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Primaries, profanities, and political punditry
Introduction written by Mike Moffo, founder of Moffo Co
News briefing by Katie Stanton, senior associate
8 April 2020
In the social media era, an elected official aiming a profanity-laced Tweet at his political rivals is increasingly unremarkable.
But, in the coronavirus era, respected political leaders like Mandela Barnes find themselves struggling to avoid profanities in describing the election to choose the next president of the United States.
Yesterday’s Wisconsin primary election was scheduled to be the 27th state Democratic primary in the long 50-state nomination process. All 16 US states with elections scheduled in April postponed their elections or limited the election to vote-by-mail ballots.
Yesterday, Wisconsin (a state with a larger population than Norway and slightly more reported COVID-19 deaths) became the only US state to move forward with a statewide in-person election since the outbreak of COVID-19. While citizens around the world remained locked down, Wisconsinites left their homes to gather at public polling locations and cast their ballots.
As other states prudently postponed elections, Wisconsin was plagued by Republican intransigence. After claiming for weeks that he was powerless to unilaterally postpone the election, Democratic governor Tony Evers proposed sending a mail-in ballot to every registered voter in Wisconsin. The Republican-controlled state legislature declined.
Then, last week the governor called a special session of the Wisconsin State Legislature to postpone the election. Once again, the Republican-controlled state legislature declined. A group of political organisations took court action to protect the validity of mail-in ballots that may be delayed, but the State Supreme Court and the US Supreme Court shut it down. Yesterday, Governor Evers issued an Executive Order postponing the election until early June. It was overturned by the courts within two hours.
So, yesterday, Wisconsin held an in-person election in the midst of a global pandemic. Unsurprisingly, the view on the ground was grim. Twitter was flooded with chilling anecdotes from local voters and activists: older voters who have never missed an election did not know about absentee voting and were therefore blocked from the ballot. A record number of Wisconsinites requested mail-in ballots, overwhelming the system and causing postal delays. Many reported that their ballot had never arrived in the post. Many voters were forced to relinquish their voting rights because they were sick with COVID-19, caring for friends and loved ones, or helping at hospitals. For those willing to risk leaving the house to vote in person, the process was more difficult than ever before. The City of Milwaukee, Wisconsin’s largest urban centre, normally has 180 polling places. Yesterday, only five were open.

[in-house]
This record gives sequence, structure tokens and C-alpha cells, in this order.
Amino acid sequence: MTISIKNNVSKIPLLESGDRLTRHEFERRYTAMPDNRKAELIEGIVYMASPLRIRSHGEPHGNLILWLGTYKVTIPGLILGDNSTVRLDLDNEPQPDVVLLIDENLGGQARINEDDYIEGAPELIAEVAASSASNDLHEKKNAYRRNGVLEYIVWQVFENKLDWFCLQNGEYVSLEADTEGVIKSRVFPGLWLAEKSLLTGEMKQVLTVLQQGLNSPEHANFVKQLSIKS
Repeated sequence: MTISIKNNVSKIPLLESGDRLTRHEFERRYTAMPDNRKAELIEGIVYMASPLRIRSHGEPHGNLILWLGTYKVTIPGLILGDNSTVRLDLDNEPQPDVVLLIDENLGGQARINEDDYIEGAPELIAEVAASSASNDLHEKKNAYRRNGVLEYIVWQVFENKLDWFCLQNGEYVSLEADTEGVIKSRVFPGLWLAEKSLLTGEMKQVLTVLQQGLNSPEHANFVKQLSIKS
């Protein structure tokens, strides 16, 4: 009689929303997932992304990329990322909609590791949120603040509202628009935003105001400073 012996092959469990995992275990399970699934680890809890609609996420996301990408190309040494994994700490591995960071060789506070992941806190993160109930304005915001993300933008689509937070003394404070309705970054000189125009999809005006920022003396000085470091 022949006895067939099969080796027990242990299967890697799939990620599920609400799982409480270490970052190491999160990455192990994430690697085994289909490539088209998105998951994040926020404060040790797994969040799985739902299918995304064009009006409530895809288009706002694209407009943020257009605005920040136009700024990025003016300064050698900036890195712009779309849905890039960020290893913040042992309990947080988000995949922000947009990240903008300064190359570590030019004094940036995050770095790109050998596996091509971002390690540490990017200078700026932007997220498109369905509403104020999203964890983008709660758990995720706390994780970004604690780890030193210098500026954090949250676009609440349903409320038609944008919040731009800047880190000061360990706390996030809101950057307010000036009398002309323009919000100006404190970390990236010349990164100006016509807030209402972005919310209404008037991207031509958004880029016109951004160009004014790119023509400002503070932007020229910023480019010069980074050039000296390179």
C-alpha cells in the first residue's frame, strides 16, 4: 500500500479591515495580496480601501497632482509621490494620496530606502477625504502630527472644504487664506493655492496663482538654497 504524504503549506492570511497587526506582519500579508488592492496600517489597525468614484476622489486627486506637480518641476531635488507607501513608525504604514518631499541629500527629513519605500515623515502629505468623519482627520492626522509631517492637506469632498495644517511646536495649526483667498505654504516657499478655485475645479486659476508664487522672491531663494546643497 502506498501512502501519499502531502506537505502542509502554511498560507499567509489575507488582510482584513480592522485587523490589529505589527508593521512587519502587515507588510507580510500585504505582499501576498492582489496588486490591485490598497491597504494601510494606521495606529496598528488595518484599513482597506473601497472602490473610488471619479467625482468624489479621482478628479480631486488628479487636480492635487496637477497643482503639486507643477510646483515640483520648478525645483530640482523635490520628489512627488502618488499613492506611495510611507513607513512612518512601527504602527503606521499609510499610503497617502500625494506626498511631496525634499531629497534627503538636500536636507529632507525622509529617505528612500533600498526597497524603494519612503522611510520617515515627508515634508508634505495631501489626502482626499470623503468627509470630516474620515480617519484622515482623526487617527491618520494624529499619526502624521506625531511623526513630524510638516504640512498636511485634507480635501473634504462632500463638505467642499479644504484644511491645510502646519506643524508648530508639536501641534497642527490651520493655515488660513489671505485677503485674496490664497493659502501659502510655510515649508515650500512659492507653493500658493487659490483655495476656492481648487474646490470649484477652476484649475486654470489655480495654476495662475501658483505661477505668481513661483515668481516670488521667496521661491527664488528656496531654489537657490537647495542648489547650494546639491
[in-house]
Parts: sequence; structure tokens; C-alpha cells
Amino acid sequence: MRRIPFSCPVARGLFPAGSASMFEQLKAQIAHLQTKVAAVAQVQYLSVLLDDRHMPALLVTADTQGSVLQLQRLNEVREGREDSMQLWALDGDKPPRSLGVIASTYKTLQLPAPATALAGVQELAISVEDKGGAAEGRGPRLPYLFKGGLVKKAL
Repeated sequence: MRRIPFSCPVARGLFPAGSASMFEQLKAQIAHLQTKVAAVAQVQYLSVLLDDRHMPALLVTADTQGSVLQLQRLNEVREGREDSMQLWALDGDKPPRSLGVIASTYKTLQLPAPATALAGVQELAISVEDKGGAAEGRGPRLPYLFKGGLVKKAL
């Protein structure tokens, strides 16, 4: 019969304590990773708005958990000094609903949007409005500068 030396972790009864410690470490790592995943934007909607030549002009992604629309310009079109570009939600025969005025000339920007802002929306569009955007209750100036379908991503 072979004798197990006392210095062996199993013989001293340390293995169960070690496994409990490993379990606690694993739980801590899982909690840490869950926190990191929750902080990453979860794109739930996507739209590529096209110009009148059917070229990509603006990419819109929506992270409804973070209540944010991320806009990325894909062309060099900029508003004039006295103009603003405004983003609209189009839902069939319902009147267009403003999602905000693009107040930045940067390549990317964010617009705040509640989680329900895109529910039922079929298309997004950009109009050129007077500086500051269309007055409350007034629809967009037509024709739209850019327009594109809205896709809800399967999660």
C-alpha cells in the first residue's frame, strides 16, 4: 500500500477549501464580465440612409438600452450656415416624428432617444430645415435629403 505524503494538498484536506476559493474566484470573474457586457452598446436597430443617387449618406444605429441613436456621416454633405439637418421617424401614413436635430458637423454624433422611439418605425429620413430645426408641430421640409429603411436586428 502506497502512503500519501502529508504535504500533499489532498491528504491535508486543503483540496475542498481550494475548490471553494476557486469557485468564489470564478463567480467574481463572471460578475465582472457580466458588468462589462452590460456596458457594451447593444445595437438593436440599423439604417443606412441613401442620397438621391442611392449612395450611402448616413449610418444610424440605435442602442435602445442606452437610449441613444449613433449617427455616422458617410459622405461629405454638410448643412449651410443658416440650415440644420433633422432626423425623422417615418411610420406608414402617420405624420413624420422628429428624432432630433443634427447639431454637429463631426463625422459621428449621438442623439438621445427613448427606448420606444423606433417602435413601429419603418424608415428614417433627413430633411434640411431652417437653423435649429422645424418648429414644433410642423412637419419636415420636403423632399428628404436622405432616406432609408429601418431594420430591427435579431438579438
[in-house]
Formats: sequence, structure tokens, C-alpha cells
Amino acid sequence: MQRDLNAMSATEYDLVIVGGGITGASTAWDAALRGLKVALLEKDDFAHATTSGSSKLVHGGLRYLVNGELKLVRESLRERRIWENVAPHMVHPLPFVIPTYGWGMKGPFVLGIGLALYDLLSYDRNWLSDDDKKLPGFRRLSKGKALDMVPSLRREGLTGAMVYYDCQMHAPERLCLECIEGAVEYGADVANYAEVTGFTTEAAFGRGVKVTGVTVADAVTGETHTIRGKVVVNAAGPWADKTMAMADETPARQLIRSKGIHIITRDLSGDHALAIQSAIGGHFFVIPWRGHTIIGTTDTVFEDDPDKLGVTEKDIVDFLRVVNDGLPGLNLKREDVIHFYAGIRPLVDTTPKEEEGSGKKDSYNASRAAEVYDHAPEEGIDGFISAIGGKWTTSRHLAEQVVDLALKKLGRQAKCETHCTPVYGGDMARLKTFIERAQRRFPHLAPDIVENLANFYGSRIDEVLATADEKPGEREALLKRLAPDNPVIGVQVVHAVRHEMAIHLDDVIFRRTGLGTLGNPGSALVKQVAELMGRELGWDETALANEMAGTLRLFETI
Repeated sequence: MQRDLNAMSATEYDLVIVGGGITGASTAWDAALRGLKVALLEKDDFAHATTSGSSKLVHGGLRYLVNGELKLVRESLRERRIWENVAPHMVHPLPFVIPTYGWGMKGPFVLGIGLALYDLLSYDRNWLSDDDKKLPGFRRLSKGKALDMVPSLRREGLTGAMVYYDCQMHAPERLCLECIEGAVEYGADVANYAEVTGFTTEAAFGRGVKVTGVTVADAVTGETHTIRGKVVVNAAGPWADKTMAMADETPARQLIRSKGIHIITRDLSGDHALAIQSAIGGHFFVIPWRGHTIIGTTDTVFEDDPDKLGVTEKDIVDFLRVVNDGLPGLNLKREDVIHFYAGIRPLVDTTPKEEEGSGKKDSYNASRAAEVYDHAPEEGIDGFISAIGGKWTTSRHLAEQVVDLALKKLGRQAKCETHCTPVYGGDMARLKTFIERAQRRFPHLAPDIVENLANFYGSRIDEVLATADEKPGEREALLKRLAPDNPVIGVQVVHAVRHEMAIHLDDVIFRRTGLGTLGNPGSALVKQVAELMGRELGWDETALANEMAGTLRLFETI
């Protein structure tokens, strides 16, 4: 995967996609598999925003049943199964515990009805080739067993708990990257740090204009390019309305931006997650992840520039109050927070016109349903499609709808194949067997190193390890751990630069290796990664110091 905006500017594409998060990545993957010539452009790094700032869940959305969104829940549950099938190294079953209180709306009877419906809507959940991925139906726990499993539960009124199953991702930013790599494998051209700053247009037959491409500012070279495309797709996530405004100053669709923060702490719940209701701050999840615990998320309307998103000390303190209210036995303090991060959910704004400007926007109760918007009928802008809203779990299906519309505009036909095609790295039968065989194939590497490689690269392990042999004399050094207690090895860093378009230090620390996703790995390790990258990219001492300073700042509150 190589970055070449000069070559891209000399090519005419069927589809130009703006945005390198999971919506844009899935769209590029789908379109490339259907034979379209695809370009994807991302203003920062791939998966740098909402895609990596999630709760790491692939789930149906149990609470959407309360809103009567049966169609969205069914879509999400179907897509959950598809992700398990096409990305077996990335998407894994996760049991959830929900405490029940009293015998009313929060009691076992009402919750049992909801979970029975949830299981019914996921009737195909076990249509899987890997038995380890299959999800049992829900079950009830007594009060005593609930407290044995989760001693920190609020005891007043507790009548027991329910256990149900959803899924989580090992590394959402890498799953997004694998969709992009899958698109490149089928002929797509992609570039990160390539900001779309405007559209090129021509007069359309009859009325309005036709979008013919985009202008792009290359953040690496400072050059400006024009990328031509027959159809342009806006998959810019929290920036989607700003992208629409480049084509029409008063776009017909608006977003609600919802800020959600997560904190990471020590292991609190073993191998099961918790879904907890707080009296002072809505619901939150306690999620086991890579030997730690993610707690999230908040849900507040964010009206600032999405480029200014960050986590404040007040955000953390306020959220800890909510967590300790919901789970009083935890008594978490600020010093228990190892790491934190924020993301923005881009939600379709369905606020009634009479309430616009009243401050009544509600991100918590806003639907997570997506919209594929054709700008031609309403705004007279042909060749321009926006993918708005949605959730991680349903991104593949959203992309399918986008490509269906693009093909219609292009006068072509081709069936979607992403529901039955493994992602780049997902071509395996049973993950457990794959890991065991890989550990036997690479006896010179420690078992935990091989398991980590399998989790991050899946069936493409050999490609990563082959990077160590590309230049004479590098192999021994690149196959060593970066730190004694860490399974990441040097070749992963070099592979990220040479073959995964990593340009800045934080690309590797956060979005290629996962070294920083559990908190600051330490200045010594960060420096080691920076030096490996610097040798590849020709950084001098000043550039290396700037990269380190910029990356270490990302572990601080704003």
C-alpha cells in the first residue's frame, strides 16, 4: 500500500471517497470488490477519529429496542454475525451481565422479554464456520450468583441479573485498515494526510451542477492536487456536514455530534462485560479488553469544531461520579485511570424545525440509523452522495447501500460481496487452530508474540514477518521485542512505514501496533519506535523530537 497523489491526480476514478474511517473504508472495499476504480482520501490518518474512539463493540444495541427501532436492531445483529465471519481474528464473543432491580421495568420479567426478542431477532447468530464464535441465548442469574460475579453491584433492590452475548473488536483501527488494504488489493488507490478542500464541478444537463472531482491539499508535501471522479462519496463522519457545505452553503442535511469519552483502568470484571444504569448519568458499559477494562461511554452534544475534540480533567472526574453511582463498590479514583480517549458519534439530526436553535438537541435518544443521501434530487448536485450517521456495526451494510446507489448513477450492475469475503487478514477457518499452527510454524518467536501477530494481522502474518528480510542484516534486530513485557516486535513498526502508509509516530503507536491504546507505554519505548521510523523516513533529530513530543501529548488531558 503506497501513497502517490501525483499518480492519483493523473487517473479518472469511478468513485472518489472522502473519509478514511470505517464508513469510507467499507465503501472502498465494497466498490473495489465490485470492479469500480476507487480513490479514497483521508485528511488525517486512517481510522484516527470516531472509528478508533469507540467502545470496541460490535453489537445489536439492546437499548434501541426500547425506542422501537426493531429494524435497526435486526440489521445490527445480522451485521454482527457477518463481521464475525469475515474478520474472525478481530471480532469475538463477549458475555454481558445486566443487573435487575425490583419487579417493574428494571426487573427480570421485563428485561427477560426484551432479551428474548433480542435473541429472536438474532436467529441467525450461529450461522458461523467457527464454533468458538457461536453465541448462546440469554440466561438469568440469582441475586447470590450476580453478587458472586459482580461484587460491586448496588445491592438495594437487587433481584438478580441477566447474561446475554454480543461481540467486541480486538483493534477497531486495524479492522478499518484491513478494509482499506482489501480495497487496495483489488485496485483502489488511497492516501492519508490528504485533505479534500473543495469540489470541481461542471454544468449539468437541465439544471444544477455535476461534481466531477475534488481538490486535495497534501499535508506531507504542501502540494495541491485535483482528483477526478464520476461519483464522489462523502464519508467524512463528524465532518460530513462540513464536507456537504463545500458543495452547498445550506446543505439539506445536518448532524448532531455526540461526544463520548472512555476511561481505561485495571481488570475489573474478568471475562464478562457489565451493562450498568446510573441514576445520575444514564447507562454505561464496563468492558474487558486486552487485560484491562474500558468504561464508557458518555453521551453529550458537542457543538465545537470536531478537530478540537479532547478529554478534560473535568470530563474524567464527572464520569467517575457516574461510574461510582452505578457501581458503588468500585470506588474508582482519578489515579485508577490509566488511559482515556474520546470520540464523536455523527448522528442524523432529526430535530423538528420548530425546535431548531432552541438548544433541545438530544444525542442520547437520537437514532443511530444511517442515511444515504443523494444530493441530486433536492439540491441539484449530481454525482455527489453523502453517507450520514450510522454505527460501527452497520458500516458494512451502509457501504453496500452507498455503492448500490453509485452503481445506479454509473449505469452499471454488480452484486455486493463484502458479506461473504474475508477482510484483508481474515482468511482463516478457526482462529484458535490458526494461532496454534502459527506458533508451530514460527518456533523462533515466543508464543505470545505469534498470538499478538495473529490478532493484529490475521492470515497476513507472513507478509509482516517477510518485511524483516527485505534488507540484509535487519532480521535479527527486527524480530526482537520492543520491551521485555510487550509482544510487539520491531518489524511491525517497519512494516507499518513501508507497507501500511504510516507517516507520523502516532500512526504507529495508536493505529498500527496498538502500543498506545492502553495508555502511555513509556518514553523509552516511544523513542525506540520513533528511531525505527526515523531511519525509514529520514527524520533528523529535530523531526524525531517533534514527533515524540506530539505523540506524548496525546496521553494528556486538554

Wisconsin is one of three or four states that will literally decide the winner of the November election between Donald Trump and (presumably) Joe Biden. After a string of Biden victories, the Democratic nomination is all but decided. Under normal circumstances, yesterday’s election results would have been one of the closing chapters of the Democratic nomination. In the days before yesterday’s vote, Joe Biden was leading Bernie Sanders 62-34 in Wisconsinand political pundits were already calling it Bernie’s last stand and speculating about his exit strategy from the presidential race.
But, something much larger was at stake. Yesterday’s election also had a State Supreme Court justice on the ballot. Conservatives currently hold a five-two advantage on the court and if the conservative judge Daniel Kelly is re-elected, several voting laws are very likely to be restricted and over 200,000 voters are likely to be purged from the rolls. This will make it significantly harder for Joe Biden to beat Donald Trump in Wisconsin this November.
Republicans have admitted to a desire to suppress the overall vote, based on their belief that low turnout helps the party. During an appearance on Fox News this week, Trump pushed back against an effort by House Democrats to secure billions of dollars for election assistance in the coronavirus relief package, saying: “The things they had in there were crazy…if you’d ever agreed to it, you’d never have a Republican elected in this country again.”
A recent article in Politico outlines Trump campaign efforts to limit voting rights across the country.
As if the scenes in Wisconsin were not disturbing enough, here’s a final thought: Governor Evers – who was not on the ballot himself – hesitated for weeks to invoke his executive authority, even though he felt the election should be postponed in the interest of public health. One wonders whether President Trump would be as hesitant in November, if he thought executive authority could help keep him in office.
Mike Moffo is a veteran of 22 political campaigns in 18 US states. In 2004, he led John Kerry’s Iowa Caucus campaign in Northwest Iowa. In 2008, he was Barack Obama’s Nevada Caucus Director, before serving as Deputy National Field Director for the 2008 General Election. He was also a consultant to Elizabeth Warren from December 2018 through January 2019. Based in Edinburgh since 2013, Moffo provides creative and communications strategy to leaders, companies, and causes.
Boris Johnson has spent a second night in intensive care as he continues to receive treatment for coronavirus. The prime minister is being kept at St Thomas’ Hospital in London “for close monitoring”, although his condition is “stable” and he remains in “good spirits”, according to Downing Street.